DP6125 Social Change
|Author(s):||Jeremy Greenwood, Nezih Guner|
|Publication Date:||February 2007|
|Keyword(s):||technological progress in contraceptives, the sexual revolution|
|JEL(s):||E1, J1, O3|
|Programme Areas:||Public Economics|
|Link to this Page:||cepr.org/active/publications/discussion_papers/dp.php?dpno=6125|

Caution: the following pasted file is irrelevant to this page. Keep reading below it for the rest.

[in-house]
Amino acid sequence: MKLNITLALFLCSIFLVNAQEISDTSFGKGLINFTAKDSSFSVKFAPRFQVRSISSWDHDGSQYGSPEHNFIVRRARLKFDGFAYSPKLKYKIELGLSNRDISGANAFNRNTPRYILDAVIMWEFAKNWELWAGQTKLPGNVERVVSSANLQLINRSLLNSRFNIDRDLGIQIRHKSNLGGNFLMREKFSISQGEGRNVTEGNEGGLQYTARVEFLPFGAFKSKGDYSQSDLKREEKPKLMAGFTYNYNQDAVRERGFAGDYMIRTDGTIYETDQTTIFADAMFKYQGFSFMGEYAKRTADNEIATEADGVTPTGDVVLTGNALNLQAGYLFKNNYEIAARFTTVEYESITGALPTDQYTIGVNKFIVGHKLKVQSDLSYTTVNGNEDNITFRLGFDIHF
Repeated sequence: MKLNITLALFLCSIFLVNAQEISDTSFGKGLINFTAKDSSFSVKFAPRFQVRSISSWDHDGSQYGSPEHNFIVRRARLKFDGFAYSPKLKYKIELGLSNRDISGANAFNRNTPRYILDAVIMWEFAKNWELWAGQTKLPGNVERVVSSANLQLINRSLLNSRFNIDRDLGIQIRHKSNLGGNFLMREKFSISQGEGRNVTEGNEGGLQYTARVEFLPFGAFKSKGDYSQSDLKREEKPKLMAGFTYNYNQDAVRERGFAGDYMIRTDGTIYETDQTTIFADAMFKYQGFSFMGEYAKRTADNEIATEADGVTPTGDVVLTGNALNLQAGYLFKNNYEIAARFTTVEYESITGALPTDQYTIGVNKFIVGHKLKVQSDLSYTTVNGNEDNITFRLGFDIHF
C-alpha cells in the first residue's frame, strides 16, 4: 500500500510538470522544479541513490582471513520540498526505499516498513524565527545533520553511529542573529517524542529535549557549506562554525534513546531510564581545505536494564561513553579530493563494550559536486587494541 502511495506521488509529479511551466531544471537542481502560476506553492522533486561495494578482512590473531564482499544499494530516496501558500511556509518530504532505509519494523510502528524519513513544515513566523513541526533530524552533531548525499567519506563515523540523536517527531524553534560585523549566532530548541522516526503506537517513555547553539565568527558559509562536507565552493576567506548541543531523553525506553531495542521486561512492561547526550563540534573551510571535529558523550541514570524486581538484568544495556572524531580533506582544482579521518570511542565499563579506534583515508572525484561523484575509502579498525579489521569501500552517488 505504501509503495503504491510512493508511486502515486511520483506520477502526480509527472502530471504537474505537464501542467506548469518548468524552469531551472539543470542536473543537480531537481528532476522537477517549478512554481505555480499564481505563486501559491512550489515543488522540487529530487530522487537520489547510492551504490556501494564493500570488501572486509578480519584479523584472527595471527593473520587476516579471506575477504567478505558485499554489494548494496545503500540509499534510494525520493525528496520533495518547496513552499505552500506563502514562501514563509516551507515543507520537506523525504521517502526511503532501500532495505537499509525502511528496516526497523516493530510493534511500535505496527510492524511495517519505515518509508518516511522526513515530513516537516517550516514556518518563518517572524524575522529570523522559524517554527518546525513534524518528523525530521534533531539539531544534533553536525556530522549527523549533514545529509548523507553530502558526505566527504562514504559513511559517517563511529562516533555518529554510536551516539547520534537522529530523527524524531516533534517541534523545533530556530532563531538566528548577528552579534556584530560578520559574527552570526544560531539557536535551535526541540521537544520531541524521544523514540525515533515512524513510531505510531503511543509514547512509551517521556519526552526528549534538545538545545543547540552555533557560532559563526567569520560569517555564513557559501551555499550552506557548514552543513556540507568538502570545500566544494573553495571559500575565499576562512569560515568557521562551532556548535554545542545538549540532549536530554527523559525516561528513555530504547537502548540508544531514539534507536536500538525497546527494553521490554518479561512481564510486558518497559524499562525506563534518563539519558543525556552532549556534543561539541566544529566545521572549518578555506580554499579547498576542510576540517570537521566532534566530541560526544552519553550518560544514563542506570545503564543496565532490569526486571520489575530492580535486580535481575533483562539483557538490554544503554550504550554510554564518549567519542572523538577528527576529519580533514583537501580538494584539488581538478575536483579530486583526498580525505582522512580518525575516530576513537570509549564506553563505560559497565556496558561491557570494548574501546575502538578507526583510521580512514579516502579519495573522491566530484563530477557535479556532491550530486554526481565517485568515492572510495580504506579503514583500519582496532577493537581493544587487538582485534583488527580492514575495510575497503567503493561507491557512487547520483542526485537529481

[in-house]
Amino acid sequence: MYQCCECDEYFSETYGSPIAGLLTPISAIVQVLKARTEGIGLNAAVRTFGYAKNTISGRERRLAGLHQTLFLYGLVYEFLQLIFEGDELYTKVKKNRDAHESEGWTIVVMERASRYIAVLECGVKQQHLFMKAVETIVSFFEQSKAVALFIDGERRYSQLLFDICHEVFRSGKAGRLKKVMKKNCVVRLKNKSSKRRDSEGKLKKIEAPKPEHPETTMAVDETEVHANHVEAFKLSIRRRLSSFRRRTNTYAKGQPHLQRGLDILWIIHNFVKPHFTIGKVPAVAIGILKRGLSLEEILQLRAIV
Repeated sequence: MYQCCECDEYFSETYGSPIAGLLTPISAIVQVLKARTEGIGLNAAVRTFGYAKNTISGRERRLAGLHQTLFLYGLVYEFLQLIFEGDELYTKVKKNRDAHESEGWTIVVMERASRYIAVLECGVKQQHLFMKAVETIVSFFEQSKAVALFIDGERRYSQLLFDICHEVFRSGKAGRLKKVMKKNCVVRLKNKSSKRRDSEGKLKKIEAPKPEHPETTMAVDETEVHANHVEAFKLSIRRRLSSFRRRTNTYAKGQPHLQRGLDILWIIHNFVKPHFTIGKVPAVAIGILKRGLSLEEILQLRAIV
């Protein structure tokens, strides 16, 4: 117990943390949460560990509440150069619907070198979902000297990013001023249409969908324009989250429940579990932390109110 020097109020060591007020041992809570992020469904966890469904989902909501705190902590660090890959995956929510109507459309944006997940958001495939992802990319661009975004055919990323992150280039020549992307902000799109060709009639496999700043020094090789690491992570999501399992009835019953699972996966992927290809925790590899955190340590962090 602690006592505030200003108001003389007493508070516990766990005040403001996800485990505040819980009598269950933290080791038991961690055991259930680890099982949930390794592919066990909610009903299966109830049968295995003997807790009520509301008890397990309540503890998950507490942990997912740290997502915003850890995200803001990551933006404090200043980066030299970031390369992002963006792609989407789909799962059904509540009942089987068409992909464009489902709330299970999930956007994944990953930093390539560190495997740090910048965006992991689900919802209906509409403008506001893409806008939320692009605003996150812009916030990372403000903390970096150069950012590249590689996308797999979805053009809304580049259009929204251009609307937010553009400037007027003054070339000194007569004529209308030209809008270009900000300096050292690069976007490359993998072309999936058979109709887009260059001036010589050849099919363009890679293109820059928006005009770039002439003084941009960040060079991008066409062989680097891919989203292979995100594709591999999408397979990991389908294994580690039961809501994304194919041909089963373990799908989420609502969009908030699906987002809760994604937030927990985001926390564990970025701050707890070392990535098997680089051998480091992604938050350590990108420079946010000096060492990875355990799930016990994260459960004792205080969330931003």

Society is characterized by the common attitudes and behaviour of its members. Such behaviour reflects purposive decision making by individuals, given the environment they live in. Thus, as technology changes, so might social norms. There were big changes in social norms during the 20th Century, especially in sexual mores. In 1900 only six percent of unwed females engaged in premarital sex. Now, three quarters do. It is argued here that this was the result of technological improvement in contraceptives, which lowered the cost of premarital sex. The evolution from an abstinent to a promiscuous society is studied using an equilibrium-matching model.